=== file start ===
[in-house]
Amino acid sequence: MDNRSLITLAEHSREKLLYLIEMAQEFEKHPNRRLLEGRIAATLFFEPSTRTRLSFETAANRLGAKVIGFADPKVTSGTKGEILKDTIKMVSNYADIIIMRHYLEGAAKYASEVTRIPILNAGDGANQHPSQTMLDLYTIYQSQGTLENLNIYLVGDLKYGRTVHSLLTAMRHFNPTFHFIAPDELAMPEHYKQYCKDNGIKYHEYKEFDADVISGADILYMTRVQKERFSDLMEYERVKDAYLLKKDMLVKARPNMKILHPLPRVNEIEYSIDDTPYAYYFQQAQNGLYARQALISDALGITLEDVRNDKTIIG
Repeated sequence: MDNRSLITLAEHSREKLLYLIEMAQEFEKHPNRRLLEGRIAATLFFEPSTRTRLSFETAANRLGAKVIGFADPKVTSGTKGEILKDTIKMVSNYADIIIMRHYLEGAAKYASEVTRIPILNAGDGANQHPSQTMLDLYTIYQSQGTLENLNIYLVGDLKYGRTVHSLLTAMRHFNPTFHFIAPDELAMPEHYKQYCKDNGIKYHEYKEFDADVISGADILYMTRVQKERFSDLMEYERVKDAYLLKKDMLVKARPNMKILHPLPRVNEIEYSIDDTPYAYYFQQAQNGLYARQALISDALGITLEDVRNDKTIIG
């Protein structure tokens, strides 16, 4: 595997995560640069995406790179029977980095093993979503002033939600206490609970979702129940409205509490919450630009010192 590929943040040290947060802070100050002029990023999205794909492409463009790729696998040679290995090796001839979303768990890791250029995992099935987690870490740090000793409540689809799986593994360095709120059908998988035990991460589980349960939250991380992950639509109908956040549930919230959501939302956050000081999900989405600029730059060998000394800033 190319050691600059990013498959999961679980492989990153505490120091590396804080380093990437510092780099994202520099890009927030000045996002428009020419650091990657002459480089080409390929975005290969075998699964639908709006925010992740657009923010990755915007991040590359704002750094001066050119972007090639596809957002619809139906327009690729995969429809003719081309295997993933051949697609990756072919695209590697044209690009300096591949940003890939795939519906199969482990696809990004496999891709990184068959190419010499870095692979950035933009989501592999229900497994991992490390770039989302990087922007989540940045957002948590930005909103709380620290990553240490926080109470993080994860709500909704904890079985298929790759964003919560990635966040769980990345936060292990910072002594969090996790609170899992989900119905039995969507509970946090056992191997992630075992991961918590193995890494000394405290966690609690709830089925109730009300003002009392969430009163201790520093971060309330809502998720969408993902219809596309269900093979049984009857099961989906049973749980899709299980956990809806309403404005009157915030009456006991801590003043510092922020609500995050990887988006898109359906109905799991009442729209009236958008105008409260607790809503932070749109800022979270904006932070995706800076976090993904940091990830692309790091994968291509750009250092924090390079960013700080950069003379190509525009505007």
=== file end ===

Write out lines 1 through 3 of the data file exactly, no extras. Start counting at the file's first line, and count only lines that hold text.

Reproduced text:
[in-house]
Amino acid sequence: MDNRSLITLAEHSREKLLYLIEMAQEFEKHPNRRLLEGRIAATLFFEPSTRTRLSFETAANRLGAKVIGFADPKVTSGTKGEILKDTIKMVSNYADIIIMRHYLEGAAKYASEVTRIPILNAGDGANQHPSQTMLDLYTIYQSQGTLENLNIYLVGDLKYGRTVHSLLTAMRHFNPTFHFIAPDELAMPEHYKQYCKDNGIKYHEYKEFDADVISGADILYMTRVQKERFSDLMEYERVKDAYLLKKDMLVKARPNMKILHPLPRVNEIEYSIDDTPYAYYFQQAQNGLYARQALISDALGITLEDVRNDKTIIG
Repeated sequence: MDNRSLITLAEHSREKLLYLIEMAQEFEKHPNRRLLEGRIAATLFFEPSTRTRLSFETAANRLGAKVIGFADPKVTSGTKGEILKDTIKMVSNYADIIIMRHYLEGAAKYASEVTRIPILNAGDGANQHPSQTMLDLYTIYQSQGTLENLNIYLVGDLKYGRTVHSLLTAMRHFNPTFHFIAPDELAMPEHYKQYCKDNGIKYHEYKEFDADVISGADILYMTRVQKERFSDLMEYERVKDAYLLKKDMLVKARPNMKILHPLPRVNEIEYSIDDTPYAYYFQQAQNGLYARQALISDALGITLEDVRNDKTIIG